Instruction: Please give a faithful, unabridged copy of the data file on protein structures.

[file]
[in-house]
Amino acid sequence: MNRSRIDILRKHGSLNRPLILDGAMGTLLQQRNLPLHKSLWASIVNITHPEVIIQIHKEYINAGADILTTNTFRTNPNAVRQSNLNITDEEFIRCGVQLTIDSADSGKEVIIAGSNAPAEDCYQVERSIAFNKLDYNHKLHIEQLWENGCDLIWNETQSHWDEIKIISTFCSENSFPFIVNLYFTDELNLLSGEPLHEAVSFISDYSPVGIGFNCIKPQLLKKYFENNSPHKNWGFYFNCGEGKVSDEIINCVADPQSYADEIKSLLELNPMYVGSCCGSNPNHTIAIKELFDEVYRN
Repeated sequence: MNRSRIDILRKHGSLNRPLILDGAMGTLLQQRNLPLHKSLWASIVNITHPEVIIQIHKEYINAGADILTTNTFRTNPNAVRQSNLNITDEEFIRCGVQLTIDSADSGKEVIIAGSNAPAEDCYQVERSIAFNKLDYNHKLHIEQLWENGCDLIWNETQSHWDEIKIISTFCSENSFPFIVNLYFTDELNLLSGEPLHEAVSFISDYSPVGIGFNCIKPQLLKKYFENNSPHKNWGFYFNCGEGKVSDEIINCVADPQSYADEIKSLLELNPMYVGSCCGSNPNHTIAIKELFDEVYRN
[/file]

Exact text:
[in-house]
Amino acid sequence: MNRSRIDILRKHGSLNRPLILDGAMGTLLQQRNLPLHKSLWASIVNITHPEVIIQIHKEYINAGADILTTNTFRTNPNAVRQSNLNITDEEFIRCGVQLTIDSADSGKEVIIAGSNAPAEDCYQVERSIAFNKLDYNHKLHIEQLWENGCDLIWNETQSHWDEIKIISTFCSENSFPFIVNLYFTDELNLLSGEPLHEAVSFISDYSPVGIGFNCIKPQLLKKYFENNSPHKNWGFYFNCGEGKVSDEIINCVADPQSYADEIKSLLELNPMYVGSCCGSNPNHTIAIKELFDEVYRN
Repeated sequence: MNRSRIDILRKHGSLNRPLILDGAMGTLLQQRNLPLHKSLWASIVNITHPEVIIQIHKEYINAGADILTTNTFRTNPNAVRQSNLNITDEEFIRCGVQLTIDSADSGKEVIIAGSNAPAEDCYQVERSIAFNKLDYNHKLHIEQLWENGCDLIWNETQSHWDEIKIISTFCSENSFPFIVNLYFTDELNLLSGEPLHEAVSFISDYSPVGIGFNCIKPQLLKKYFENNSPHKNWGFYFNCGEGKVSDEIINCVADPQSYADEIKSLLELNPMYVGSCCGSNPNHTIAIKELFDEVYRN